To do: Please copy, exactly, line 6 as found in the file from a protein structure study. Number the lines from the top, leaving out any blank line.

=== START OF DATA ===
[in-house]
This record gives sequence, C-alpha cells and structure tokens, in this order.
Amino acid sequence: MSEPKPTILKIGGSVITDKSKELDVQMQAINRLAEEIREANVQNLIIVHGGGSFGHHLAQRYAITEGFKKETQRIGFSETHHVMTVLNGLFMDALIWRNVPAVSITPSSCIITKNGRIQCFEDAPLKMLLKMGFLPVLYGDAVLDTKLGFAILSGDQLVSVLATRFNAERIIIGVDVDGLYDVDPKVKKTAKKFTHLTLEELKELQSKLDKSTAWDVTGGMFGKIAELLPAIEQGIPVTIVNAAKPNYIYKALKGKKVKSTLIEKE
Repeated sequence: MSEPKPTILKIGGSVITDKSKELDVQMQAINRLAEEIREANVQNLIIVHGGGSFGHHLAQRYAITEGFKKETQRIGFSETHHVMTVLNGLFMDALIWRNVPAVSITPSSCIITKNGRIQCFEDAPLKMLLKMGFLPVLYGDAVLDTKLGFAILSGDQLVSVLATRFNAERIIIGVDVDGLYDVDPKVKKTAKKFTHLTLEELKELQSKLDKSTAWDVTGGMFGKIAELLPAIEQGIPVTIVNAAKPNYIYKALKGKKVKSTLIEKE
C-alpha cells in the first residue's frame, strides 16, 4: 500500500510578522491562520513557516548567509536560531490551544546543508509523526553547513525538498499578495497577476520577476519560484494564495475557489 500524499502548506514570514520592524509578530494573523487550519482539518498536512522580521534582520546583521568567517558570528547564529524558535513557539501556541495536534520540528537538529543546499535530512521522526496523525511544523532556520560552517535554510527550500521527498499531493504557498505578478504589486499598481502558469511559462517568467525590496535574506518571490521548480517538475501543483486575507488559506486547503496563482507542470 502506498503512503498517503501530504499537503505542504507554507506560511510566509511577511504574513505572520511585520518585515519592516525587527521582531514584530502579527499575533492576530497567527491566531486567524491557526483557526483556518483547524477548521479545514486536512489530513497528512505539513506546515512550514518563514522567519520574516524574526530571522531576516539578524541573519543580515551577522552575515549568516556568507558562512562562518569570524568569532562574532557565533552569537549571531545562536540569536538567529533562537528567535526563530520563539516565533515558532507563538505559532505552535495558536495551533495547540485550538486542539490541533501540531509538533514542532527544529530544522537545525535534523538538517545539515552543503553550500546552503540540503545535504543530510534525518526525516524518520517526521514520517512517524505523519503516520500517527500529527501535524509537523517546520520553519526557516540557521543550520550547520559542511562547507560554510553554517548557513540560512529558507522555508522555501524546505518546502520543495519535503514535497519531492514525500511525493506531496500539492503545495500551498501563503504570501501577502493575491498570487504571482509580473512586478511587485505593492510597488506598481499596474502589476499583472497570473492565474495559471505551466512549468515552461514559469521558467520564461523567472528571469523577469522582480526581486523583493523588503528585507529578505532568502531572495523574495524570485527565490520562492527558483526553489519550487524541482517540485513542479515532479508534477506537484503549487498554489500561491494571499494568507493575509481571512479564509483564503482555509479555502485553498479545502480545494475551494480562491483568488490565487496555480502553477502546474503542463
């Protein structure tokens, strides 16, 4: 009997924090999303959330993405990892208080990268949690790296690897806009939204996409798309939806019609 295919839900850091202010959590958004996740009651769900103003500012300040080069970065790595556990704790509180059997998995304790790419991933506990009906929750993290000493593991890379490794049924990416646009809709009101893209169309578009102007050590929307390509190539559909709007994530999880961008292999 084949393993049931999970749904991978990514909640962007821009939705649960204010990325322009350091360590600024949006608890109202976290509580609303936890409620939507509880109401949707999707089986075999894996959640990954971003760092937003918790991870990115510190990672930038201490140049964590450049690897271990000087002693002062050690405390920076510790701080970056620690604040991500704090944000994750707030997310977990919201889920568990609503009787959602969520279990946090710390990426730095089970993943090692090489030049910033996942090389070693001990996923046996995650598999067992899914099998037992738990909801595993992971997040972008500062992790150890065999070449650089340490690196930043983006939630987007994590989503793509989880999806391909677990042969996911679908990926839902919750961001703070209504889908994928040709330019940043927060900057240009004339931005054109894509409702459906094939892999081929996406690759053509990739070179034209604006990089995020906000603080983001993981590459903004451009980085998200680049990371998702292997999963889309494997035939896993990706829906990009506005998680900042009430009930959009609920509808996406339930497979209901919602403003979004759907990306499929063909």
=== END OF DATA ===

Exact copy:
């Protein structure tokens, strides 16, 4: 009997924090999303959330993405990892208080990268949690790296690897806009939204996409798309939806019609 295919839900850091202010959590958004996740009651769900103003500012300040080069970065790595556990704790509180059997998995304790790419991933506990009906929750993290000493593991890379490794049924990416646009809709009101893209169309578009102007050590929307390509190539559909709007994530999880961008292999 084949393993049931999970749904991978990514909640962007821009939705649960204010990325322009350091360590600024949006608890109202976290509580609303936890409620939507509880109401949707999707089986075999894996959640990954971003760092937003918790991870990115510190990672930038201490140049964590450049690897271990000087002693002062050690405390920076510790701080970056620690604040991500704090944000994750707030997310977990919201889920568990609503009787959602969520279990946090710390990426730095089970993943090692090489030049910033996942090389070693001990996923046996995650598999067992899914099998037992738990909801595993992971997040972008500062992790150890065999070449650089340490690196930043983006939630987007994590989503793509989880999806391909677990042969996911679908990926839902919750961001703070209504889908994928040709330019940043927060900057240009004339931005054109894509409702459906094939892999081929996406690759053509990739070179034209604006990089995020906000603080983001993981590459903004451009980085998200680049990371998702292997999963889309494997035939896993990706829906990009506005998680900042009430009930959009609920509808996406339930497979209901919602403003979004759907990306499929063909």